Illustrator Danny Roberts documents the high end scene with wit and whimsy: his signature stylish portraits of fashion luminaries and models offer a fresh take on fashion’s vision of perfection and are popping up everywhere. Continuing models.com’s interview collaboration with One Mgmt, One’s Christopher Michael sits down with Danny to discuss the rise of the bloggerati, illustration’s role in contemporary magazines and of course, where you can get one of Danny’s drawings for yourself.
ONE INTERVIEW // ILLUSTRATOR DANNY ROBERTS //
Guest interview by 1 Mgmt’s Christopher Michael
Christopher Michael: After the discovery of your work and my initial obsession with the idea that you were our generation’s soon to be Andy Warhol portraits person, I delved deeper only to discover that you’re quite the entrepreneur through and through! Most people are familiar with your incredible illustrations that have been shown in numerous fashion publications including various Vogues, but tell us more about the licensing and additional interests that fall under the umbrella of Danny Roberts…
Danny Roberts: Oh, thank you so much. Wow, such an honor to even be compared to Andy Warhol. Yeah, I guess I’ve always been an artist and entrepreneur. I started a little business selling used golf balls to golfers when I was 8, and also started a clothing company when I was 13. I like art & business for the same reason; I’m a builder. Ever since I was little, I liked to build things, whether it be a Lego castle, a layered painting, a short film, a blog, or business.
CM: Selfishly inquiring as I’m sure many could agree, how does one go about obtaining a portrait by Danny Roberts? Surely there is some incredible fee or long waiting list to endure…
DR: Hahah. Well, the best and easiest way to go about it is to e-mail Info@igorandandre.com, and attach some pictures. As far as a waiting list… there is a bit of a waiting list. And pricing just depends on what a person wants ;)
CM: I want I want.. At a turning of the page in our industry’s culture, the new and improved ‘it kids’ are today’s fashion bloggers. It seems a small, yet select group of you have been receiving international acknowledgement by some very key ‘powers that be’ in our business as of late… What sort of experiences have you had in being considered one of the relevant contributors to this newly discovered realm of bloggers?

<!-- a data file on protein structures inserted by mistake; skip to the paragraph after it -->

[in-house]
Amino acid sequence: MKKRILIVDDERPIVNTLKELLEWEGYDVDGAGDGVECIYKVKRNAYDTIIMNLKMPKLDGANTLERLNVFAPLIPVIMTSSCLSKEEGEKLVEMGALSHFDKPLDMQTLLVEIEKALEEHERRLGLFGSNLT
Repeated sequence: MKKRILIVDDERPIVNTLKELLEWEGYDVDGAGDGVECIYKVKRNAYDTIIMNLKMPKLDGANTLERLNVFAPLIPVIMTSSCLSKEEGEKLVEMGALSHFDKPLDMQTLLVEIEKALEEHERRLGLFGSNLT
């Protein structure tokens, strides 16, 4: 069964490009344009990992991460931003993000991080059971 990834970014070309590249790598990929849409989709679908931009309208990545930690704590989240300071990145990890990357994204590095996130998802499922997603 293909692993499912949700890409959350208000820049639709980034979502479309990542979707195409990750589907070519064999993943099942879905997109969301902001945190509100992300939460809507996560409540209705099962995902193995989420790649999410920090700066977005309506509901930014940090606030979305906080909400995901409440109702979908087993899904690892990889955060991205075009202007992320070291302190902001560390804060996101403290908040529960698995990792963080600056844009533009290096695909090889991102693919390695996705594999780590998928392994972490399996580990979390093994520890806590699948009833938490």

DR: It’s been an absolute complete honor! It’s so incredible because my brother talked me into starting my blog. I did it, not really expecting that anyone would actually read it, and it’s been one of the most amazing experiences ever. :)
CM: In terms of being commissioned by magazines to perhaps illustrate editorial or art their pages throughout the editorial section, how open are you to the requests and proposals currently coming your way?
DR: I’m definitely open. The biggest thing for me is time. I like to have enough time to do a good job.
CM: In the past year or so there also seems to be a return of illustration to the fashion pages that have so long been dominated by photography, this making it a perfect time for you to enjoy quite a lot of opportunity as an artist. Aside from being happy about this, why do you think illustration is coming back as prominently as it is?
DR: I think with the rise in technology, it has made perfection something attainable with photography. I think, as a whole, people relate more to imperfection instead of perfection. So I think it’s the imperfections of painting and illustration that are helping it come back.
CM: That is so true, I personally prefer the flawed or obvious special effects rather than the attempt at perfection as well. At 13 you already had your own clothing company for t-shirts, in your early 20’s you’ve managed to collaborate with the likes of Gwen Stefani and LancÃ´me on licensing and design deals and be covered by Vogues in countries around the world, it seems pretty clear that your talent is not really restricted by any particular medium and that fashion is the root of your cause… Do you think we may see a collection of your own some day?
DR: Yes, I think, very possibly. I still design clothes for fun in my spare time, and I hope to dabble in that in the future. I would love to help in creative directing for a line. :)
CM: Now our minds will wonder which Line will be first of courseâ€¦. With models as such a frequent subject of your work, how much do you keep up with the ‘who’s doing what’ of the business? Are you quite familiar with the girls in general? Do you find yourself scanning agency websites or just take them out of style.com shots and magazine images?
DR: Yes, models are definitely my favorite subject matter to draw. I don’t really monitor the ‘who’s doing what’. The way I usually decide who I want to paint is if I see something in a girl that I feel like I could capture on paper. I can usually tell at first glance if a person is a fit for my style or not :)
CM: Amidst your multimedia hurricane, what can we anticipate from your ongoing and ever changing realm of work?
DR: I’m hoping to launch a web channel in the near future, that covers art, fashion, & music. I’m still looking for contributors to the shows. Also, I’ve been working on writing a music album. There are a few collaborations I’m working on, but it’s too early to mention them yet.